Rain Garden Completed at Freedom Park
After three days of great team effort by 60 volunteers, representing a number of organizations and individuals, Loudoun Wildlife Conservancy helped construct a rain garden at Freedom Park in the Town of Leesburg. By noon on November 13, a beautiful fall day, the volunteers had planted 260 native trees, shrubs, perennials, and grasses. The enthusiasm, the involvement, and the sense of community, was incredible.
Rain gardens are landscaped areas that capture and filter pollutants from stormwater that runs off impervious surfaces such as parking lots and rooftops. The plants in the garden also slow the stormwater lessening its potential to create sediment and cause erosion.
The native plants in the garden are chosen for their ability to tolerate the wet-dry conditions and absorb and capture the pollutants as they soak into the soil.
Freedom Park was selected as the site following recommendations of the Leesburg Watershed Committee to implement rain gardens and other “low impact development” practices to filter pollutants and reduce the amount of stormwater entering streams. The project site borders a large parking lot which slopes towards a large swale with a stormwater drain at the lowest point of the swale. The rain garden was planted where most of the runoff from the parking lot flows into the swale before it enters the storm drain.
For two days prior to the actual planting, town employees from the Department of Public Works (DPW), prepared the site according to the plans designed by Jeff Lange of Dewberry and Davis. Several volunteers helped Jeff as he directed the town staff on how to prepare the site that involved excavating an area of approximately 5,000 square feet. Both Jeff and the volunteers were in awe of Joe Hobbie of DPW as he operated a number of pieces of heavy equipment to first remove about a foot of hard-packed red clay and berm the rain garden ‘depression’ according to design. The soil was then mixed with mulch before returning it to the site with assistance from the other DPW staff.
After the town’s employees finished their work, Jeff Wolinski, a consulting ecologist, and Jeff Lange instructed the volunteers on where all of the plants should be laid out for planting on Saturday. On Saturday, after Jeff Wolinski described how everything should be planted, the volunteers first put in two river birches, eight red chokeberries, eight arrow-wood viburnums, seven silky dogwoods, and seven possumhaw viburnums. The latter two shrubs were planted in the wettest part of the garden while the others, because they are more tolerant of dry conditions, were planted in higher locations.
After the trees and shrubs were planted switchgrass was planted in the lowest part of the garden along with swamp milkweed and New England aster. The remaining perennials, blue indigo, wild bergamot, beard tongue, and mountain mint were planted in higher locations. All of these plants are tolerant of the wet-dry conditions found in rain gardens and, once established, should be almost maintenance-free and benefit our native pollinators.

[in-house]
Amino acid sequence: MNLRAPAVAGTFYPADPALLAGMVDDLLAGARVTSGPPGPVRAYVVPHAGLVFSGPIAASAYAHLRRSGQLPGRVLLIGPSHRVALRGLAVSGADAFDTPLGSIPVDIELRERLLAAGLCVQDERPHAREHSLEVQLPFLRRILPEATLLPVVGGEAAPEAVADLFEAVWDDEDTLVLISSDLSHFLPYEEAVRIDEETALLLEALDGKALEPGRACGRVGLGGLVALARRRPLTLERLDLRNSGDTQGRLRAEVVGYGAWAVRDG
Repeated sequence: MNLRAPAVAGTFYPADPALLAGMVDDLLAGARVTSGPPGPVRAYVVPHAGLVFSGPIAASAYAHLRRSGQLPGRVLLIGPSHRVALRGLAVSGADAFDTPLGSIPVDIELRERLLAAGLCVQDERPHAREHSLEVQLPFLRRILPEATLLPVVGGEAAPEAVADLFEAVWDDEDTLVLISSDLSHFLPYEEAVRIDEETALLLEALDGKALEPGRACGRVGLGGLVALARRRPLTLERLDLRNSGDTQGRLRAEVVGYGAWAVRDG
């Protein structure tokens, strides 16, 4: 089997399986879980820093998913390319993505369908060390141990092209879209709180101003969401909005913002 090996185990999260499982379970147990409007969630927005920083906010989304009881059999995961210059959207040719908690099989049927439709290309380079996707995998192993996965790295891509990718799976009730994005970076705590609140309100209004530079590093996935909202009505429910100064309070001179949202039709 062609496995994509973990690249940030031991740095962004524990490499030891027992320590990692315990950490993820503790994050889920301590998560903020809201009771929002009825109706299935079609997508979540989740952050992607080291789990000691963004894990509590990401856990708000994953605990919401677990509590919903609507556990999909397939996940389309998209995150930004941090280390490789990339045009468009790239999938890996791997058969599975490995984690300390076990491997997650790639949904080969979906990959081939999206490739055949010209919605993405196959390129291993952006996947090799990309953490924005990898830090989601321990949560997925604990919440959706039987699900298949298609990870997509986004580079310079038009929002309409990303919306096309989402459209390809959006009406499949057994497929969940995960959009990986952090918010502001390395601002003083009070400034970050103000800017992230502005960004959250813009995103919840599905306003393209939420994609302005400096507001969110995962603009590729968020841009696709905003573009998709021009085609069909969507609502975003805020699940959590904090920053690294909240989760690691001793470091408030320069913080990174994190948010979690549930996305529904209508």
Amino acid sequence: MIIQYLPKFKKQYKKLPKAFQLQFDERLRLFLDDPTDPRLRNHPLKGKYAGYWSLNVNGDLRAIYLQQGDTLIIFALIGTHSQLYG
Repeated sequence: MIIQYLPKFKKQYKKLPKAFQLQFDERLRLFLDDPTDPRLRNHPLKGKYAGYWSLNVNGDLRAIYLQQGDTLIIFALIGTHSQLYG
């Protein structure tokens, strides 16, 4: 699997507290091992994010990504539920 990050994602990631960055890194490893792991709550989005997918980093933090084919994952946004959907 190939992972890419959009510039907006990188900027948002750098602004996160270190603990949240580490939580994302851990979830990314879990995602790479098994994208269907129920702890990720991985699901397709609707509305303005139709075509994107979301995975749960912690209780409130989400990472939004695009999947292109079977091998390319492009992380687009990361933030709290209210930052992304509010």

The enthusiasm of the volunteers, which included a group from Leesburg’s Parks and Recreation R.O.C.K program, as well as numerous other children with their parents, was quickly demonstrated by finishing all the plantings before 11 am. The large remaining piles of dirt and mulch then rapidly disappeared as it was spread around all the plantings. At the same time more than two tons of river rock was placed at the head of the swale to slow stormwater rushing into the garden during a storm. After watering all the plants and cleaning up the site we finished by noon.
It was incredible participating in the planning and the work that went into this effort by more than 60 volunteers representing a number of organizations, town committees, and town departments, all coordinated by Neely Law, Chair of Leesburg’s Environmental Advisory Commission. The cooperation and help from the Town of Leesburg and especially the Department of Public Works and the Department of Parks and Recreation guaranteed the project’s success. Special thanks goes to Dewberry and Davis for designing the project, the Dulles Greenway for donating funds to the Loudoun Wildlife Conservancy through the Dulles Greenway’s Drive for Charity, and to the many employees of the Town of Leesburg for all their hard work.
The Loudoun Wildlife Conservancy would like to thank all the following people, many of whom are members, who made this project such a tremendous success:
Elise Albenesius, Frances Ashland, Susan Berry Hill, Alex Brun, Erik Brun, Ethan Brun, Dave Butler, Celina Cash, Rhonda Chocha, Joe Coleman, Phil Daley, Rene Dennis, Sam Dennis, Cory Dwyer, Rockie Fera, Sheila Ferguson, Bill Fissel, Ellie Florance, David Fuller, Taylor Gantt, Eneli Grabbi, Irish Grandfield, Senia Hamwi, Farris Hamwi, Maysi Hamwi, Zane Hamwi, Terry Hoffman, Len Lacey, Lauren Lang, Jason Lang, Jeff Lange, Neely Law, Nan McCarry, Paul Miller, Natalie Pien, Sara Runge, Bob Ryan, Jordan Ryan, Tom Seeman, Devon Smith, Leslie Soltario, Julie Still, Karen Strick, Laura Vasquez, Wesley Wade, Joanne Walker, Ron Williams, Norma Wilson, Jeff Wolinski, Parks & Recreation R.O.C.K. Program:, Anesha Jackson, Darius Jackson, Jermaine Murray, Kiaja Murray, Feven Mekbib, Alexy Perez, Kidus Woekneh, Nate Woekneh, Parks & Recreation Staff:, Tony Conway, George Fatseas, Bill Ference, Betsy Montgomery, Paul Shockley, Devon Smith, Kate Trask, Rich Williams, Public Works Staff:, Joe Hobbie, Tom Mason, Charlie Mumaw, Jennifer Nelson, Pat Payne, Josh Pratt, Scott Rodrick, Mike Russell, Tommy Spring, Cary Stephens.
For more photos from the day visit these two sites: